“The Rug”

Even now, I can’t bring myself to tell my mother about the rug.

At some stage, every little boy has a fire phase. A fascination with the flame, if you will. It calls out to each of us at some point. And it sang its song, luring me on to the rocks, or on to the hearth, when I was about twelve years of age.

Circumstances aligned each weeknight beautifully while that fascination lasted.

My mother, my very house-proud mother, worked nights, in the bar of a theatre in the city centre. And to make it there on time, she would have to leave and head off into town in her blue Mini City at ten to seven.

Now, my father didn’t arrive home from the factory he worked in as a welder until a quarter past seven, typically. So that gave me roughly twenty, twenty-five minutes to work.

To experiment. To play. With fire.

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“The Hole”

I don’t like dogs.

But that’s not enough to do what I want to do, what I would like to do.

Maybe if it was a cat. I can’t fucking stand cats. It’s their… let’s call it insincerity, their dishonesty, their slyness. Sneaking into your freshly dug flowerbed to have a dump in the clay when they think you’re not looking. But at least cats have a purpose in mind, even if it’s just to take a shit.

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“The Descent”

“You know, pressing the button again and again like that won’t make it get here any faster.”

“What difference does it make to you?” The man didn’t even look back at George. He just kept his eyes glued to the numbered display above the elevator doors, mashing the button like he was playing an arcade game. The car was still ten floors above them, stationary. It was not descending, as George had pointed out, any faster, despite the man’s impatience.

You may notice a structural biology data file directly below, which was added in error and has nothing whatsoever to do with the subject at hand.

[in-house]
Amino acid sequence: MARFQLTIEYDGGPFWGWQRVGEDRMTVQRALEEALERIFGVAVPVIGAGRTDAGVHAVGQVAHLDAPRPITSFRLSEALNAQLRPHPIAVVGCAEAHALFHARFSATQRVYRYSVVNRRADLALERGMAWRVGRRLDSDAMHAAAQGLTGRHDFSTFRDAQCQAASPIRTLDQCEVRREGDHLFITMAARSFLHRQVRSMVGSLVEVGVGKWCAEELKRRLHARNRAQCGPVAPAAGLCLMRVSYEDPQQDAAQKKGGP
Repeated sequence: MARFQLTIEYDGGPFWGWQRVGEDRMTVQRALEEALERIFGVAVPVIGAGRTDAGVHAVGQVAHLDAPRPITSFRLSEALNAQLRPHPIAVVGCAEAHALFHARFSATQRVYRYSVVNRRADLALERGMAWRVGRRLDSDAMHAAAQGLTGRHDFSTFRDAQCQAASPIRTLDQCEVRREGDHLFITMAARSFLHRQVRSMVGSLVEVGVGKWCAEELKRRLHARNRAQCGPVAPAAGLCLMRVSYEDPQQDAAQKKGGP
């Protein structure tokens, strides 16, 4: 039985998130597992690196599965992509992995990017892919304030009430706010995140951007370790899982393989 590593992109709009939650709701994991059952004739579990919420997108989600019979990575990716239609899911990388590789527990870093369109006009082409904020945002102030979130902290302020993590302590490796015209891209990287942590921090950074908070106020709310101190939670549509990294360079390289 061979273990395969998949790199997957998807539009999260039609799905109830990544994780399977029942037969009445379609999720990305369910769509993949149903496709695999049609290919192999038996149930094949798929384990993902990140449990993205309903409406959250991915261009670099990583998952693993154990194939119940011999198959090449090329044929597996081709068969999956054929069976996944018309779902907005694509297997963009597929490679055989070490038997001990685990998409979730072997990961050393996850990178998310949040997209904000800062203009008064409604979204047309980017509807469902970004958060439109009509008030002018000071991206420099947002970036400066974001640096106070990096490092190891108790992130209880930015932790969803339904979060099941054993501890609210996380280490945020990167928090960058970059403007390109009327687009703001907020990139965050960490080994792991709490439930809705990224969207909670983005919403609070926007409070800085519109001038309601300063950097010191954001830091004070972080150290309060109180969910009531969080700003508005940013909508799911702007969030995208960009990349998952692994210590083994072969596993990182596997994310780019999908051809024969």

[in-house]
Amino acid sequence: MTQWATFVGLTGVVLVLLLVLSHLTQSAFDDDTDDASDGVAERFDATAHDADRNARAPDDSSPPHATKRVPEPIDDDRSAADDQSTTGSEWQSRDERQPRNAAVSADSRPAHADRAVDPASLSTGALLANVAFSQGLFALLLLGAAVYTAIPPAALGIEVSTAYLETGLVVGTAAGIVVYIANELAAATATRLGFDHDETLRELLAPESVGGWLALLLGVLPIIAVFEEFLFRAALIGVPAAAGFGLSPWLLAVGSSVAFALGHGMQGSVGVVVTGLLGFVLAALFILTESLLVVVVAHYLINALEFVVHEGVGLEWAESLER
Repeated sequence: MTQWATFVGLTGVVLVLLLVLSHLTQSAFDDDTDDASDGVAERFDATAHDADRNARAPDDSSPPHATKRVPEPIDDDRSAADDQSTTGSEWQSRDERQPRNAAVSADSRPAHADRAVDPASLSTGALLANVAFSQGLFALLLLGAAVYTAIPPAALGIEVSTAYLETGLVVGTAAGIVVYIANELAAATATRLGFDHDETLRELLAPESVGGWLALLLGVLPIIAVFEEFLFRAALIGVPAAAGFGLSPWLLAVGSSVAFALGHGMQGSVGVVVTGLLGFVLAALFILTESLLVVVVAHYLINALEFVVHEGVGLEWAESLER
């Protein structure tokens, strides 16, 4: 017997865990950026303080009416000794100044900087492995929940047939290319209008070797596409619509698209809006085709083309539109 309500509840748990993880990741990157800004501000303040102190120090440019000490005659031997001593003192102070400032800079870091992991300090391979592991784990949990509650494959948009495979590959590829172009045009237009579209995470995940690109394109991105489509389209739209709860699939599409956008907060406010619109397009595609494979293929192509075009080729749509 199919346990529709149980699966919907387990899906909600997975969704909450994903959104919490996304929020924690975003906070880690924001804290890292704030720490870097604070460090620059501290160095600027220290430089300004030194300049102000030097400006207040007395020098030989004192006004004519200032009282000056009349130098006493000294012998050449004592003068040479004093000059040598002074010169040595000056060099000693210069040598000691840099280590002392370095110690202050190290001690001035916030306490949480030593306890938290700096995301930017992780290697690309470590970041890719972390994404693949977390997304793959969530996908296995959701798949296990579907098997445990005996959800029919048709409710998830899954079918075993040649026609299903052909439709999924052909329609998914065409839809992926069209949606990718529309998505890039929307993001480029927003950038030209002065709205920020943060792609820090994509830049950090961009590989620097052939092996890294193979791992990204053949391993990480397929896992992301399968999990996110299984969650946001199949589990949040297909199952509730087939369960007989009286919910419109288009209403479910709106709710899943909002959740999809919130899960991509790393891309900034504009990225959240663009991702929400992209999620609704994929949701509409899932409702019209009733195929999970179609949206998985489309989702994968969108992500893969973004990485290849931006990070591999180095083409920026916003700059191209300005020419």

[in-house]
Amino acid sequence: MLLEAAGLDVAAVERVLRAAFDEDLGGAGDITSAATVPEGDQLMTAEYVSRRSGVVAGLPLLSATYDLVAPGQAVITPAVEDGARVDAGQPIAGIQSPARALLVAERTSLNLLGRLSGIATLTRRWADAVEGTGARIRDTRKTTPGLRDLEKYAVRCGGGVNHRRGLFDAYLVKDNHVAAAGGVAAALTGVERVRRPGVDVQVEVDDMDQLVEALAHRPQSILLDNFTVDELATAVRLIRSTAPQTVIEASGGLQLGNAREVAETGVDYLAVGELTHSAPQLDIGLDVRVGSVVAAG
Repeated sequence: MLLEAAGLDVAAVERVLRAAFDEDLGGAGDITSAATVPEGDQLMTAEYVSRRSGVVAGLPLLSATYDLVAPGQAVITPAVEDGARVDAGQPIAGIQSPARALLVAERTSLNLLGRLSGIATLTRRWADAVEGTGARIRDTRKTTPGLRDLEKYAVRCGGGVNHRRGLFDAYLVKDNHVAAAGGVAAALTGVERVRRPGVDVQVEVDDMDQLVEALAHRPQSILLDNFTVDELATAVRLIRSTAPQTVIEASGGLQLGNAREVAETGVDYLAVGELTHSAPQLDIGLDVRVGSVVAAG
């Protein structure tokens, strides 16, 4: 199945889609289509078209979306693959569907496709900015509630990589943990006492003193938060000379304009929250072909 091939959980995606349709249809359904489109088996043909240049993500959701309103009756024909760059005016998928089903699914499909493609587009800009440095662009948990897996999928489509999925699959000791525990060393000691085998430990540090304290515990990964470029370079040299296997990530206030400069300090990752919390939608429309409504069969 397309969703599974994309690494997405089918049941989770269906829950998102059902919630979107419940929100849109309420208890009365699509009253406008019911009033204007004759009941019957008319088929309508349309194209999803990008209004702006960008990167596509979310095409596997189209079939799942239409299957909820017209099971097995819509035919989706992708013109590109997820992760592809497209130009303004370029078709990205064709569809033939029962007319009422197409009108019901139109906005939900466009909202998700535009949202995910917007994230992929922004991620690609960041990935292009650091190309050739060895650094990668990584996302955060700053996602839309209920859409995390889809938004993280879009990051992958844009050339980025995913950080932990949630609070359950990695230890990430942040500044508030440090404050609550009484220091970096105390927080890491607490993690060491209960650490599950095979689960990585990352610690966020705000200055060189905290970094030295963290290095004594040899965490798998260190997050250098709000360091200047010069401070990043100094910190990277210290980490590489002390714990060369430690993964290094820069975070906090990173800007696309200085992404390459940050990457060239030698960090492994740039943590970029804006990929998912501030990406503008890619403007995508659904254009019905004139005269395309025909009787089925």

“It makes the difference between me losing my temper. And not losing my temper.”

“Is that right?” said the man, turning around at last. “Well, let’s see.” He put his hand behind his back, reaching for the button, and looked George in the eye. He resumed pressing the button, faster and faster, fast enough that a sheen of sweat formed on his lip.

George took a deep breath.

The man smiled, registering the rise and fall of his shoulders. “Maybe you should try counting to ten.”

“That’s pointless. I lose it way before I get to five,” said George. He took a step forward and grabbed a handful of the man’s long, greasy hair, looping it around his fist until he had himself a good, strong handle. It would have been very painful for the man, George wrenching at his scalp like that. But before he could find the words to replace his screams, George had already started smashing his head into the same button he had been pressing.

By the time the man had lost consciousness, sight in at least one of his eyes, most of his teeth and many years off what was left of his sad, brain-damaged little life, the elevator arrived.

“What do you know?” muttered George, as he let go of the man’s hair and let his bloody head follow his crumpled body to the floor. “Maybe you were on to something after all.”

Photo by Max Muselmann on Unsplash

Flash Fiction: “The Fall of Everything”

“About the only place you’re going to find a smile in this world,” said Paul. “On the giant, decapitated head of a fucking fairground clown.” He slumped back onto the pile of rubble behind and let out a groan of relief. They’d been walking for days. “Lot I have to break down and explain for you in that sentence, Erin. You were too young at the time to cop what was going on.”

The dark sky rumbled and the clouds overhead opened on cue, dumping down another torrent of rain, the water taking only seconds to begin pouring in through the shattered roof of the arcade.

“Fun. Humour. Comedy. That was the first to go. People, well for the most part anyhow, got afraid to laugh at anyone else’s expense. And the best jokes are always at the expense of someone. You’d supress the laugh until you looked around first and checked the coast was clear for anyone who could have been offended, make sure you weren’t sitting near anyone fat, skinny, wearing glasses, or clothes intended for the opposite sex to the one they were born with, before you let rip. At the very least, you waited until a couple of other people were laughing first. Heaven forbid anyone should be offended.

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